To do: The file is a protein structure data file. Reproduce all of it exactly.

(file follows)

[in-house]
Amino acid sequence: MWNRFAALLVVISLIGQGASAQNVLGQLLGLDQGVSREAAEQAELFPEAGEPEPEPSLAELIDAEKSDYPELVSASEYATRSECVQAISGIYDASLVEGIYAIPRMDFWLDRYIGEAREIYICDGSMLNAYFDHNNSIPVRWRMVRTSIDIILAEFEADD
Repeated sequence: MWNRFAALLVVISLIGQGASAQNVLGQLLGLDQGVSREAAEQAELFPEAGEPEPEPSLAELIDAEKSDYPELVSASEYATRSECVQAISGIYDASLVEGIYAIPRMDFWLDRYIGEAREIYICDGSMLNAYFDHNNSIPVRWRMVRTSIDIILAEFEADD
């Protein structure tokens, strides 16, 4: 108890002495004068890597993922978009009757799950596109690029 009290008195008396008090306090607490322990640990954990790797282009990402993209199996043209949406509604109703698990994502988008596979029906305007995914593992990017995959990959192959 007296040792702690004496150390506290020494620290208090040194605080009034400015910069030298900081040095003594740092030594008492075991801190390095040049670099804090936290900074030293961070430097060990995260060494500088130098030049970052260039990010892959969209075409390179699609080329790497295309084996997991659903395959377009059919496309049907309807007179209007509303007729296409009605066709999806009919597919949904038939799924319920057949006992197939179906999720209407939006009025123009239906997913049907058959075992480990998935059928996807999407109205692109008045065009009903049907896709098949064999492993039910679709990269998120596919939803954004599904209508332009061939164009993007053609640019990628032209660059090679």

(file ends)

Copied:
[in-house]
Amino acid sequence: MWNRFAALLVVISLIGQGASAQNVLGQLLGLDQGVSREAAEQAELFPEAGEPEPEPSLAELIDAEKSDYPELVSASEYATRSECVQAISGIYDASLVEGIYAIPRMDFWLDRYIGEAREIYICDGSMLNAYFDHNNSIPVRWRMVRTSIDIILAEFEADD
Repeated sequence: MWNRFAALLVVISLIGQGASAQNVLGQLLGLDQGVSREAAEQAELFPEAGEPEPEPSLAELIDAEKSDYPELVSASEYATRSECVQAISGIYDASLVEGIYAIPRMDFWLDRYIGEAREIYICDGSMLNAYFDHNNSIPVRWRMVRTSIDIILAEFEADD
């Protein structure tokens, strides 16, 4: 108890002495004068890597993922978009009757799950596109690029 009290008195008396008090306090607490322990640990954990790797282009990402993209199996043209949406509604109703698990994502988008596979029906305007995914593992990017995959990959192959 007296040792702690004496150390506290020494620290208090040194605080009034400015910069030298900081040095003594740092030594008492075991801190390095040049670099804090936290900074030293961070430097060990995260060494500088130098030049970052260039990010892959969209075409390179699609080329790497295309084996997991659903395959377009059919496309049907309807007179209007509303007729296409009605066709999806009919597919949904038939799924319920057949006992197939179906999720209407939006009025123009239906997913049907058959075992480990998935059928996807999407109205692109008045065009009903049907896709098949064999492993039910679709990269998120596919939803954004599904209508332009061939164009993007053609640019990628032209660059090679």